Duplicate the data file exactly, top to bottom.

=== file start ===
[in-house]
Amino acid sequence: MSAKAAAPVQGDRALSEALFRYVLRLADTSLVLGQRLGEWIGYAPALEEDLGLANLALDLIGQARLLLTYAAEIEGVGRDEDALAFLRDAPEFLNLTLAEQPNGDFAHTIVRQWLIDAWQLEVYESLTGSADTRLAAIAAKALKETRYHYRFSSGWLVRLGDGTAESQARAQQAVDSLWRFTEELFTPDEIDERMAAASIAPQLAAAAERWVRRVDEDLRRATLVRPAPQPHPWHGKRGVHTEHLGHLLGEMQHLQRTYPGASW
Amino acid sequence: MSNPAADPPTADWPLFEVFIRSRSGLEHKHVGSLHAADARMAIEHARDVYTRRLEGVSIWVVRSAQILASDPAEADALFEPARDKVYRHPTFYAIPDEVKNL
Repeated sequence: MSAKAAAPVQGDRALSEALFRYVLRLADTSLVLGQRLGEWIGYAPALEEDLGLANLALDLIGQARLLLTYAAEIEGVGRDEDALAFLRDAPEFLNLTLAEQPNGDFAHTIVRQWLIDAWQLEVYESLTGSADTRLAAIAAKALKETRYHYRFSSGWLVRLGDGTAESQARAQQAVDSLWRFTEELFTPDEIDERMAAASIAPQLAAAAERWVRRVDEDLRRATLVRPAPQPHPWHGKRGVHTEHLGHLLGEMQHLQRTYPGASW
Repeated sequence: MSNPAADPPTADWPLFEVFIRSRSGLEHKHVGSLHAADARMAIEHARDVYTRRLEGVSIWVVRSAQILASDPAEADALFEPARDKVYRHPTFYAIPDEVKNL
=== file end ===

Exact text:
[in-house]
Amino acid sequence: MSAKAAAPVQGDRALSEALFRYVLRLADTSLVLGQRLGEWIGYAPALEEDLGLANLALDLIGQARLLLTYAAEIEGVGRDEDALAFLRDAPEFLNLTLAEQPNGDFAHTIVRQWLIDAWQLEVYESLTGSADTRLAAIAAKALKETRYHYRFSSGWLVRLGDGTAESQARAQQAVDSLWRFTEELFTPDEIDERMAAASIAPQLAAAAERWVRRVDEDLRRATLVRPAPQPHPWHGKRGVHTEHLGHLLGEMQHLQRTYPGASW
Amino acid sequence: MSNPAADPPTADWPLFEVFIRSRSGLEHKHVGSLHAADARMAIEHARDVYTRRLEGVSIWVVRSAQILASDPAEADALFEPARDKVYRHPTFYAIPDEVKNL
Repeated sequence: MSAKAAAPVQGDRALSEALFRYVLRLADTSLVLGQRLGEWIGYAPALEEDLGLANLALDLIGQARLLLTYAAEIEGVGRDEDALAFLRDAPEFLNLTLAEQPNGDFAHTIVRQWLIDAWQLEVYESLTGSADTRLAAIAAKALKETRYHYRFSSGWLVRLGDGTAESQARAQQAVDSLWRFTEELFTPDEIDERMAAASIAPQLAAAAERWVRRVDEDLRRATLVRPAPQPHPWHGKRGVHTEHLGHLLGEMQHLQRTYPGASW
Repeated sequence: MSNPAADPPTADWPLFEVFIRSRSGLEHKHVGSLHAADARMAIEHARDVYTRRLEGVSIWVVRSAQILASDPAEADALFEPARDKVYRHPTFYAIPDEVKNL